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January 27, 2023 3:48 pm

US Lawmakers Introduce Legislation Honoring Diplomatic ‘Heroes of the Holocaust’


avatar by Andrew Bernard

The ‘Hall of Names’ commemorating victims of the Holocaust at Yad Vashem in Jerusalem. Photo: David Shankbone via Wikimedia Commons.

Rep. María Elvira Salazar (R-FL) and Rep. Ritchie Torres (D-NY) on Friday introduced legislation to award the Congressional Gold Medal, the highest civilian award granted by Congress, US and foreign diplomats who saved Jewish lives during the Holocaust.

The Forgotten Heroes of the Holocaust Congressional Gold Medal Act, the Senate version of which was introduced by Senator Tim Kaine (D-VA) and Bill Haggerty (R-TN) on Thursday, would posthumously recognize the 60 WWII-era diplomats from more than 20 countries who risked their lives to save Jews.

Abraham Foxman, former national director of the Anti-Defamation League and co-chair of the Forgotten Heroes of the Holocaust Congressional Gold Medal Committee that supports the legislation, told The Algemeiner that he had a personal reason for supporting the legislation.

“I was saved by a righteous gentile,” Foxman said. “To me this whole subject of the righteous is very important. It’s an important lesson for the past, for the present and for the future: That even in the midst of Hell, in the midst of evil, there were individuals who had the decency, the humanity, the courage to stand up and save Jews.”

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The House and Senate versions of the legislation have been referred to committee before proceeding to the floors of each chamber.

Those recognized by the act include both well-known figures like Swedish diplomat Raoul Wallenberg as well as those only more recently recognized, like Albert Emile Routier, who was first honored as Righteous Among the Nations by Yad Vashem in 2016.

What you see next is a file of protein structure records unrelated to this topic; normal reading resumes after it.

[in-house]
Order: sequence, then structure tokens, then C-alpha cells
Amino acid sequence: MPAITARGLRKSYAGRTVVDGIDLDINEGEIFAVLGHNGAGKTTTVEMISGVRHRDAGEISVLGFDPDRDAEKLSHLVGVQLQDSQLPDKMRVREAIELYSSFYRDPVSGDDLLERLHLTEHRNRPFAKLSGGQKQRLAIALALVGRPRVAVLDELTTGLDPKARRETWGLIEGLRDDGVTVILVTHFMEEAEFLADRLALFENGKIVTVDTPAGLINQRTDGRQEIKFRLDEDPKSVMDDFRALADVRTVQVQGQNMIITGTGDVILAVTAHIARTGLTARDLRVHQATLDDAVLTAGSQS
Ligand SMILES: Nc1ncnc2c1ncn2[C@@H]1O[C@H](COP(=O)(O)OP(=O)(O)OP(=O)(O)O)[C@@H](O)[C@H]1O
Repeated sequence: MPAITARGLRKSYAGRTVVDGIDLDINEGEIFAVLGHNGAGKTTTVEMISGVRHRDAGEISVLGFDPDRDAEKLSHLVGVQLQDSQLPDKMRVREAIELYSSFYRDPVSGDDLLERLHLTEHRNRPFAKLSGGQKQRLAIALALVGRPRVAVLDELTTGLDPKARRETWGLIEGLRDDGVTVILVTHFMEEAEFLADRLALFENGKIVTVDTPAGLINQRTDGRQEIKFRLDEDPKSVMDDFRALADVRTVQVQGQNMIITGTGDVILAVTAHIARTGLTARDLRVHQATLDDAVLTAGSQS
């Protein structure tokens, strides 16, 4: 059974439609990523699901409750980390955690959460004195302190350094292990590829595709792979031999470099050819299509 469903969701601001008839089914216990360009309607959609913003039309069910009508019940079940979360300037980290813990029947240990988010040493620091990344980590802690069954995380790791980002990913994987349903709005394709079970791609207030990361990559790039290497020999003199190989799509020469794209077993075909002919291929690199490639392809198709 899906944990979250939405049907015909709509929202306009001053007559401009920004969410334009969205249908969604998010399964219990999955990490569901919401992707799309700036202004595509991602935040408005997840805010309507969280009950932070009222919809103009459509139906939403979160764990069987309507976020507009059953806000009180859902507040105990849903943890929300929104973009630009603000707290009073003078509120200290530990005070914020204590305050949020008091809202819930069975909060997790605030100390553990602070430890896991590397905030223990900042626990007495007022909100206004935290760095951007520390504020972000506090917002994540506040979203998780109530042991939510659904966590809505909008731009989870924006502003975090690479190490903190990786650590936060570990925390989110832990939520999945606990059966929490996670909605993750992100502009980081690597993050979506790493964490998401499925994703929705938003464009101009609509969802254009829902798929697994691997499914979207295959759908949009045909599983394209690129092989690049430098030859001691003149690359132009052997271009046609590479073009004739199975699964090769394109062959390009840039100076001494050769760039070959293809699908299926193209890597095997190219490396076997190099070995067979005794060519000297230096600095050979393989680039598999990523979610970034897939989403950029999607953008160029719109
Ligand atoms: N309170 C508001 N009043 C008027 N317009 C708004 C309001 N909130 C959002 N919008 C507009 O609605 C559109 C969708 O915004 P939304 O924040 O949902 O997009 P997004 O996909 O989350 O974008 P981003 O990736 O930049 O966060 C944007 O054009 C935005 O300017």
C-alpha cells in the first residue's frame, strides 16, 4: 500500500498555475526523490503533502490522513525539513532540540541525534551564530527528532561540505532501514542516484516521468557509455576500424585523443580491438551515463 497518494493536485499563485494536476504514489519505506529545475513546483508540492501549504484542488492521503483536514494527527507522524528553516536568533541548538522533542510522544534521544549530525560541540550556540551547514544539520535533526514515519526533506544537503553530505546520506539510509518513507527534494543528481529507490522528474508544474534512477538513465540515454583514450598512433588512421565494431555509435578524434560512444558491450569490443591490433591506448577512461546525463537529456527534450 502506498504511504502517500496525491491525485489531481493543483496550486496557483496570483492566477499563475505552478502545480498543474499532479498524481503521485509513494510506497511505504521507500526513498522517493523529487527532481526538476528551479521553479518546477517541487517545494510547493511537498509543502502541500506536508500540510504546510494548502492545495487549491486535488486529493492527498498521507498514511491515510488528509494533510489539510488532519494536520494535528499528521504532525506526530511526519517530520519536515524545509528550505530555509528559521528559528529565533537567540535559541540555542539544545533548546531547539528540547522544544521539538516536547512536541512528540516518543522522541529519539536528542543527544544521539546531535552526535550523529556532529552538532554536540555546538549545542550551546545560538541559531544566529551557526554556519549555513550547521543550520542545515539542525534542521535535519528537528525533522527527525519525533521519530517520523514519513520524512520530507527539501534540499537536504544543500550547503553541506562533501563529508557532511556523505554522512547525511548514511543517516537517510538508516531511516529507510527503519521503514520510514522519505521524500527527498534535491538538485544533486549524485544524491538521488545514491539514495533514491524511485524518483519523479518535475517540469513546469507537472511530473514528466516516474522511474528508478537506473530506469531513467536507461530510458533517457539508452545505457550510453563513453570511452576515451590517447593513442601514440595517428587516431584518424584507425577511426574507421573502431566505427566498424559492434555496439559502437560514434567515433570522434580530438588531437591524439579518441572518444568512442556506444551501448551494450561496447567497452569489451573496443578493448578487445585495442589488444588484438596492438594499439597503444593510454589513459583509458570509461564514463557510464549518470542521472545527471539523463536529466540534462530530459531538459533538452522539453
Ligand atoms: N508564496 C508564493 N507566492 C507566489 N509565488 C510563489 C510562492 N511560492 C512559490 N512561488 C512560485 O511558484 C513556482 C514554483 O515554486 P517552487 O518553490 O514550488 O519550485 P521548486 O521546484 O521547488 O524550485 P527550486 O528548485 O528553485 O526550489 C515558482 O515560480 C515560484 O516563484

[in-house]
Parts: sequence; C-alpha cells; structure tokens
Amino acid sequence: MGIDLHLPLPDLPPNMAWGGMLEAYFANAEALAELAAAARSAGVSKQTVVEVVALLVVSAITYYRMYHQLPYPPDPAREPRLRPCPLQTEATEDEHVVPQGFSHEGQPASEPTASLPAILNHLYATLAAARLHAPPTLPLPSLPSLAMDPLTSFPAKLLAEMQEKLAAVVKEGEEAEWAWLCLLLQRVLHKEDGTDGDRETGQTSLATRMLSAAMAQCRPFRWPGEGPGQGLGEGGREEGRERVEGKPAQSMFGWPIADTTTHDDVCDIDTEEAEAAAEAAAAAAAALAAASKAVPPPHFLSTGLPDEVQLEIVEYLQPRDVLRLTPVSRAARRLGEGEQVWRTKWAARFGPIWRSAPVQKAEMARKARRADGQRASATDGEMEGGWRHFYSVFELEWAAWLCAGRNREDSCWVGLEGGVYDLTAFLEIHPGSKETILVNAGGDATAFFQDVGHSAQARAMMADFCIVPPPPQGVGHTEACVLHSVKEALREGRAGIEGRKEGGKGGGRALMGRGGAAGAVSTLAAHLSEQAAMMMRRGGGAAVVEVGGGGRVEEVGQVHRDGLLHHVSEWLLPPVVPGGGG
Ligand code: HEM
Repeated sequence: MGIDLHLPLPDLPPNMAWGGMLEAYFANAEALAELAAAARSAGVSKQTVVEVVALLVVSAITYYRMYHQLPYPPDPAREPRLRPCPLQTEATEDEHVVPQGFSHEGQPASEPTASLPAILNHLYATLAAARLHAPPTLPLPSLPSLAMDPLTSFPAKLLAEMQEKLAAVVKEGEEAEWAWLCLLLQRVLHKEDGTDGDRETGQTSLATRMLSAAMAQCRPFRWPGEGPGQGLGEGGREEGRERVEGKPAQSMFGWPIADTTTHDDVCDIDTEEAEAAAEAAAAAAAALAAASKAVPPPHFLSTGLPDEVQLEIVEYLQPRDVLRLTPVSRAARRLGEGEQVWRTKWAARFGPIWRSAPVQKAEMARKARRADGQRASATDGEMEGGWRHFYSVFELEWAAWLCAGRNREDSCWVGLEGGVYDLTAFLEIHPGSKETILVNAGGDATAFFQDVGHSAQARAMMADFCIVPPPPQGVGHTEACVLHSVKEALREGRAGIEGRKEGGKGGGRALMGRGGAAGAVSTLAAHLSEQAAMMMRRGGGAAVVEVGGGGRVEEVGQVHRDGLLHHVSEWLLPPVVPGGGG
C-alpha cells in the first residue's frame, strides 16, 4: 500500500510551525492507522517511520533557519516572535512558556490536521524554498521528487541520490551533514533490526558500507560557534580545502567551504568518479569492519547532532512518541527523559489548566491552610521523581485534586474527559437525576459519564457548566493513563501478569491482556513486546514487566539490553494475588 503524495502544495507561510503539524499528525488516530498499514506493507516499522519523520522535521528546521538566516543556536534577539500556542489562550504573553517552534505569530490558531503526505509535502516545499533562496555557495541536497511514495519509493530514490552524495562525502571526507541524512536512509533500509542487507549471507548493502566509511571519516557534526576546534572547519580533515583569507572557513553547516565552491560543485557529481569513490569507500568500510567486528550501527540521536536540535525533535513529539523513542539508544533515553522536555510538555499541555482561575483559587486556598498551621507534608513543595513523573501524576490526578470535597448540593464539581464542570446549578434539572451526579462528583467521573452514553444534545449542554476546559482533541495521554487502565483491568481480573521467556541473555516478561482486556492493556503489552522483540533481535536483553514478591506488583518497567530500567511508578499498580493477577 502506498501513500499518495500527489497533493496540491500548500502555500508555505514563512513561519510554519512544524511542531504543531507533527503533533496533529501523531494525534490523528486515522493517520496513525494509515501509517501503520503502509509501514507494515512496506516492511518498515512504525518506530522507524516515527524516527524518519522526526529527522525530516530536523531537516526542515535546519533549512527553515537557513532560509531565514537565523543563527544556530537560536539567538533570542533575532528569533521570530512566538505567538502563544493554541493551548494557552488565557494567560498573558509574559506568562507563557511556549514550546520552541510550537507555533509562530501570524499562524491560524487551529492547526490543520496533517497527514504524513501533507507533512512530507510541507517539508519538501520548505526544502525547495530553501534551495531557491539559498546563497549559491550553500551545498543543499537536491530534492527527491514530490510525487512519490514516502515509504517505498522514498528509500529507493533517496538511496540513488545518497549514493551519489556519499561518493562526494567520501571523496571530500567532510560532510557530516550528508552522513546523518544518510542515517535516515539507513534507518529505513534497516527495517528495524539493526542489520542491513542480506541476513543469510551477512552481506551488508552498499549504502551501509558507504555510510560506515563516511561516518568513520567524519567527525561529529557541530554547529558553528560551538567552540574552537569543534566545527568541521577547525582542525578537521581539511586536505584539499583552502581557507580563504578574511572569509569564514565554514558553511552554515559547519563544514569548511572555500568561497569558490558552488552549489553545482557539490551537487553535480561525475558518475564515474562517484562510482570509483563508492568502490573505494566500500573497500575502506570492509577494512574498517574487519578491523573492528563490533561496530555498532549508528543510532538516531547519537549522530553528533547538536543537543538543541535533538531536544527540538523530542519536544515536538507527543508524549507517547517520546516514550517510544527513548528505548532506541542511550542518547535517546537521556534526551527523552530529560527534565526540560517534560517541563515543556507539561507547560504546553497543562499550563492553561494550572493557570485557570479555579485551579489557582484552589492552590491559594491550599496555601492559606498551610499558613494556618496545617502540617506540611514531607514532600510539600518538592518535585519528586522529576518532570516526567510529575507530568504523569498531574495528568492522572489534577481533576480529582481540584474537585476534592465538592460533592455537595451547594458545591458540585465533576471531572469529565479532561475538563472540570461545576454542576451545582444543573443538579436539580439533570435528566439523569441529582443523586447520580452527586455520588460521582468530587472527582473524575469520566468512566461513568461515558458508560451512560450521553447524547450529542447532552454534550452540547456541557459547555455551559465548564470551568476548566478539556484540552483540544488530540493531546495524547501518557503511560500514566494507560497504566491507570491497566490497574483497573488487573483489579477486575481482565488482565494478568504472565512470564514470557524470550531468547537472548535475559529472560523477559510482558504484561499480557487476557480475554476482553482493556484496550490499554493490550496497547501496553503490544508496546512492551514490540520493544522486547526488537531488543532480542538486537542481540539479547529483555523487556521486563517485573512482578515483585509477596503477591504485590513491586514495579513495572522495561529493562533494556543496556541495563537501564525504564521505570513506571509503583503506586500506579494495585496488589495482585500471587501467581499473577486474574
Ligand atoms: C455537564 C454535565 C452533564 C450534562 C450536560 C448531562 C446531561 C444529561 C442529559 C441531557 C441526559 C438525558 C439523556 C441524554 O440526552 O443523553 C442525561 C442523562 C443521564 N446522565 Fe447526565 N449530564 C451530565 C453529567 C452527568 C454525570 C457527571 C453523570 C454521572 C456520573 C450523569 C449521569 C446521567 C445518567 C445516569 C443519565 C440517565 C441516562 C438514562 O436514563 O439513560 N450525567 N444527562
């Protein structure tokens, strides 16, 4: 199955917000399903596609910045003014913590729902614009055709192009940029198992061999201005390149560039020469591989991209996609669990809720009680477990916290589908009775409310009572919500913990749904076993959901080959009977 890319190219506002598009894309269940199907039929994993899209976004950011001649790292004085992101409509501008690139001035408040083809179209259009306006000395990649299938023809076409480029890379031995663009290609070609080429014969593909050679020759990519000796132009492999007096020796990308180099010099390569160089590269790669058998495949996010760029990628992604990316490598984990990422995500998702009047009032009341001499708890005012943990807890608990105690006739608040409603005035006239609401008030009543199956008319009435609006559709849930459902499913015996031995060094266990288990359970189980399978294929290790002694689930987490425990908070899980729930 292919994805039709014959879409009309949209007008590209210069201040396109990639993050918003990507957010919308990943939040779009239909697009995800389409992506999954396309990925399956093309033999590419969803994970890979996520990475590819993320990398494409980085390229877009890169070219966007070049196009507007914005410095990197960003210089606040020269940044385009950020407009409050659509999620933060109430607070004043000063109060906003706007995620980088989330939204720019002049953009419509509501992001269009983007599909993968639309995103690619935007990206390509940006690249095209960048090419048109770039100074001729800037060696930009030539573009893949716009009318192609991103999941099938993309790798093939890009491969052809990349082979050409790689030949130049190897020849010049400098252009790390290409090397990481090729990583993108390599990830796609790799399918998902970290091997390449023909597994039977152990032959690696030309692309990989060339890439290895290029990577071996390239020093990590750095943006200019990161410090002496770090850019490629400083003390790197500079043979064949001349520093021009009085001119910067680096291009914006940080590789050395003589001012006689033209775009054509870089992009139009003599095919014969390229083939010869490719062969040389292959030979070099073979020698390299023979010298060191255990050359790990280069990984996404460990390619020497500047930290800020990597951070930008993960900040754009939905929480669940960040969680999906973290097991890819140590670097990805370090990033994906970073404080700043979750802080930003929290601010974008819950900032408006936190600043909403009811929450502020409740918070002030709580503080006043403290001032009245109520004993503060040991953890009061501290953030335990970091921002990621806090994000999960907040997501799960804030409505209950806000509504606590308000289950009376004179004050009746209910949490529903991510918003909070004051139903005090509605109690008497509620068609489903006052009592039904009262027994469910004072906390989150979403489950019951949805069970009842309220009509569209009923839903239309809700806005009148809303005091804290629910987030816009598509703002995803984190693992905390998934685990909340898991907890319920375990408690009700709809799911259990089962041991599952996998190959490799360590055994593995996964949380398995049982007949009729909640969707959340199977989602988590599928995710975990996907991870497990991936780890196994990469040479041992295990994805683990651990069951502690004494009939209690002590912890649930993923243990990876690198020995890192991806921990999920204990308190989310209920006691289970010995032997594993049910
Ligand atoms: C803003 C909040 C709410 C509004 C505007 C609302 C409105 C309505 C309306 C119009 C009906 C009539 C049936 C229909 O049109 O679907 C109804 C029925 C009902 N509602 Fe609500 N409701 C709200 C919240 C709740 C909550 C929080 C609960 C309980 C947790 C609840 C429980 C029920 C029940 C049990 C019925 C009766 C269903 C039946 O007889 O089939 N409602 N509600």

Routier, a French citizen, was Turkey’s honorary consul in Lyon, France, and in 1942 assisted not only Turkish Jews in escaping France but also issued Turkish documents to Jews who had no connection to Turkey. He was eventually fired from his post when his name appeared in a list of those subverting the authorities.

Foxman said that the story of these rescuers is one of the remaining untold stories of the Holocaust.

“My feeling is the time has come to tell that story, and to embrace these heroes,” he said. “Most of these diplomats acted against the wishes of their government. Some of them risked their lives, certainly risked their careers. Some of them after the war were punished, their pensions were taken away, their names were disparaged. So we have an obligation to tell their story, to embrace it and to use it as a lesson.”

“What I have learned, trying to understand what I survived, is that whenever, wherever and however good people stood up, Jews lived,” Foxman said. “Gypsies lived, Gays lived, even Christian ministers, so wherever there was this effort to stand up, it worked. Sometimes at a cost, but it did work. That’s the lesson I believe for the future, that in all kinds of situations where there’s hatred and evil and bigotry, that if good people stand up, they can make a difference.”

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